Celts benefit as Davis finally returns to form

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Celts benefit as Davis finally returns to form

By A.Sherrod Blakely
CSNNE.com

NEW YORK For most of the Boston Celtics' first-round series with New York, the Glen Davis we had come to expect was nowhere to be found.

Known for stepping his game up in the playoffs, the Celtics' undersized power forward was consistently underwhelming at every turn.

In Boston's first three playoff games against New York, he was 5-for-16 from the field.

And his defense?

That wasn't much better, either.

But then came Easter Sunday 2011, a day folks across the world recognize the power of resurrection.

On a much smaller scale that day at Madison Square Garden, we saw Davis return to the game-changing, high-impact super-sub the Celtics have come to know and love.

The end result was a 14-point night, one of several factors in the Celtics knocking off the Knicks, 101-89, to complete a four-game sweep.

By beating the Knicks in such a quick fashion, the Celtics came home to a couple days off as opposed to having to prepare for a Game 5 matchup against the Knicks.

Even as the Celtics rolled through the first three games against New York, it was clear Davis was trying too hard.

"I feel relief," he said following Sunday's win.

Coach Doc Rivers is often Davis' biggest critic.

Although it doesn't always look like it, he's also one of his biggest supporters.

That's why even when Davis struggled, Rivers never lost faith in that at some point, Davis would get on track and help the Celtics win.

But there are times when Rivers, who knows all too well how emotional Davis can be, has to take that additional step with the 25-year-old and sit him down for a one-on-one talk.

The two had such a conversation recently, and the result . . . well, we saw it on Easter Sunday.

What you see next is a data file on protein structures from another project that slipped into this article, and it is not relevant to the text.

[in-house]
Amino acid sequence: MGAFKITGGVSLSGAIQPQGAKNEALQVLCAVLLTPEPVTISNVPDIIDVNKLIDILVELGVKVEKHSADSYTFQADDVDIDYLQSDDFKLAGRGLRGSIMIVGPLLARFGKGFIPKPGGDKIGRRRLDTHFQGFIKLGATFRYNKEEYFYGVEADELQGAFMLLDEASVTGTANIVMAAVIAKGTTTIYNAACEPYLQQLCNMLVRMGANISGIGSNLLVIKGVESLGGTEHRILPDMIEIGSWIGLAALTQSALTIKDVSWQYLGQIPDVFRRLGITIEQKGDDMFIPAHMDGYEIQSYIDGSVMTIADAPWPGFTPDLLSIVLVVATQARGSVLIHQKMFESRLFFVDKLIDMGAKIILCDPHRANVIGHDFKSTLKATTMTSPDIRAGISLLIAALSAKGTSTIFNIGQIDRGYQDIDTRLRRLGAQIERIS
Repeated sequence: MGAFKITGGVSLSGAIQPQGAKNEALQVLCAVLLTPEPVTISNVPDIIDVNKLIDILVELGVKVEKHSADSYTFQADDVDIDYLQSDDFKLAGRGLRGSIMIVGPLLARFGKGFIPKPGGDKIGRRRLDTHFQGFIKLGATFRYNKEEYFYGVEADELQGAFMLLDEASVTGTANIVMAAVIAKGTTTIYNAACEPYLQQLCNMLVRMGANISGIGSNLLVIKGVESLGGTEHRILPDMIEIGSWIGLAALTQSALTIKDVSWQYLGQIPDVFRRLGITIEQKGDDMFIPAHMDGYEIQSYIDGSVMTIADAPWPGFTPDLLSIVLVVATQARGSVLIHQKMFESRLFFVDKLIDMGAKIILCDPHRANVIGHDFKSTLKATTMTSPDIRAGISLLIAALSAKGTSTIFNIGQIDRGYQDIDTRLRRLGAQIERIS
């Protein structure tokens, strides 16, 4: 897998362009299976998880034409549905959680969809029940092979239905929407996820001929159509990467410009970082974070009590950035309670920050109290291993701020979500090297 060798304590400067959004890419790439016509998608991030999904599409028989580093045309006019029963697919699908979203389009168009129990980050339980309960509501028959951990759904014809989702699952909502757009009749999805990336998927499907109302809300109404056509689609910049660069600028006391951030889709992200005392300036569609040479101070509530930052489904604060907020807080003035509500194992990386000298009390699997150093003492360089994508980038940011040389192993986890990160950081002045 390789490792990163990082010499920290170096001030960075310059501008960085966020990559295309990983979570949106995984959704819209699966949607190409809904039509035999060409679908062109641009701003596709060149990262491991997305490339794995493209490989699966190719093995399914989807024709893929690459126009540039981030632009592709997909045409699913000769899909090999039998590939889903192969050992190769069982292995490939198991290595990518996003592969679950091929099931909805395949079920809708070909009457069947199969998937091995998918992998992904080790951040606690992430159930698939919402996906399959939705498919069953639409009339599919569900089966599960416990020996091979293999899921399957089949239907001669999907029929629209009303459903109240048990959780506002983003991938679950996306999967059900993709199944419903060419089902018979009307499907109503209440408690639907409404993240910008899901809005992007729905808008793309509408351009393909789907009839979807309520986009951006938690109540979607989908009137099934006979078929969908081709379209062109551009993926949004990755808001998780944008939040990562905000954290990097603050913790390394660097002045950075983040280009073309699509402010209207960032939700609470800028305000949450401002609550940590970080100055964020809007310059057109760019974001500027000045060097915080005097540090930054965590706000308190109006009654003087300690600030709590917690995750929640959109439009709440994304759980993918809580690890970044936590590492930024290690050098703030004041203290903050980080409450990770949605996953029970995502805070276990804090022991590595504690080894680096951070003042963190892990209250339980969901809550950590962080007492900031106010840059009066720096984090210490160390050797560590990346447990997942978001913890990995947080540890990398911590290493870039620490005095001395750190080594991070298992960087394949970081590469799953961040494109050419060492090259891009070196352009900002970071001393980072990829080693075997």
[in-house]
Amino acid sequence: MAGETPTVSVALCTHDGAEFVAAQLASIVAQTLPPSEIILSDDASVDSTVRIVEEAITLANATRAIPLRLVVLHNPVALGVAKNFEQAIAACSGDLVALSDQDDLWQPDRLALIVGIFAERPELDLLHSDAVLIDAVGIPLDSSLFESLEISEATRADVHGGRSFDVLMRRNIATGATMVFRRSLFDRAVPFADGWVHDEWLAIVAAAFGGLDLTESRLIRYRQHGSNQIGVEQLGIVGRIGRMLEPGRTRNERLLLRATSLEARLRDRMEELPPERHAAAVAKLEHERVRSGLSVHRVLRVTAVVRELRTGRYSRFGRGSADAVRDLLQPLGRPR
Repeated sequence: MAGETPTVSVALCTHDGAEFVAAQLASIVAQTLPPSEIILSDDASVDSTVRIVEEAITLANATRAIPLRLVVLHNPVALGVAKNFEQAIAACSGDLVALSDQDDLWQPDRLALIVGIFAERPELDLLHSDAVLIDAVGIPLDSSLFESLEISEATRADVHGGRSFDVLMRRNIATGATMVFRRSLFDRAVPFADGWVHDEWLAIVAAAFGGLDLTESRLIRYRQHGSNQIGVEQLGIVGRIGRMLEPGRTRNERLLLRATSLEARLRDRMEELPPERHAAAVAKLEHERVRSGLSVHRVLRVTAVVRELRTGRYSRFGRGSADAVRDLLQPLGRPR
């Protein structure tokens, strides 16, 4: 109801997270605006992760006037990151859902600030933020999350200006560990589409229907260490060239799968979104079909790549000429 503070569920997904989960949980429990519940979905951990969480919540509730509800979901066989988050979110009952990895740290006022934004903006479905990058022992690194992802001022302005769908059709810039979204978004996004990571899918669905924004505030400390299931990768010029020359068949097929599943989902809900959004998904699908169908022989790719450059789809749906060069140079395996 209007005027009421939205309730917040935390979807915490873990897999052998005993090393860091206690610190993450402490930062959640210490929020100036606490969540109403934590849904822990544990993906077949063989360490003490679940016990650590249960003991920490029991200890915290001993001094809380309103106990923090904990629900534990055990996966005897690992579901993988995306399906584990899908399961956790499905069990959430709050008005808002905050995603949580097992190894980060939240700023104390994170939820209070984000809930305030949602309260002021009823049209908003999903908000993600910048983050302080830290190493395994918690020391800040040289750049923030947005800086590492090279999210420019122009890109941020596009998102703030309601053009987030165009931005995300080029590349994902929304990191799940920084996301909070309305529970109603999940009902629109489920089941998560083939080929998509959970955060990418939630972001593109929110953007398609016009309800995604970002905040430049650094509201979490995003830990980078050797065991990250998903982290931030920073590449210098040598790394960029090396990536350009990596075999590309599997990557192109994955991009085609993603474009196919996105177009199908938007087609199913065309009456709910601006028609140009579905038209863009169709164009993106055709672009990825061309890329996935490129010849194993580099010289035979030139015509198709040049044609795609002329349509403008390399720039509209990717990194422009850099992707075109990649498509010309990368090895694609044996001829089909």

"Sometimes, emotionally I can get down on myself or get frustrated," said Davis, who made 6-of-8 shots in the C's series-clinching victory. "Emotionally you kind of worry about the wrong things."

Lately, Davis said he has been worrying about what he can do to help the C's instead of just playing his game.

Rivers reminded him this week that simply being who he is, is exactly what the Celtics need.

"I wanted to help my team anyway possible," Davis said. "Things weren't working my way, so you get frustrated."

What Davis was experiencing, Rivers said, was symbolic of what the Celtics' second unit as a whole was going through in this series.

In the first three games, it was clear Boston's success was primarily because of the starters playing exceptionally well.

But in Game 4, Boston's bench proved to be the difference.

"We had a big lead (in Game 4), and it was because of our bench," Rivers said. "They all were feeling the adversity and going through it, and they just hung in there. That's what happens in the playoffs. This was a great example of that. You play one or two bad games, and everyone tells you how bad you are, you start rushing. They just came out and played."

A. Sherrod Blakely can be reached atsblakely@comcastsportsnet.com.Follow Sherrod on Twitter at http:twitter.comsherrodbcsn

Celtics' team plane receives bomb threat

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Celtics' team plane receives bomb threat

BOSTON -- There was a bomb threat to the Boston Celtics’ team plane to Oklahoma City on Saturday afternoon, but no one was injured.

The incident will be investigated by NBA security which will work in conjunction with the FBI on this matter which was one of several hoaxes called into airports across the country on Saturday.

News of the bomb threat was first known when Celtics forward Jae Crowder posted an Instagram photo showing players departing the plane with the caption, “BOMB THREAT ON US”.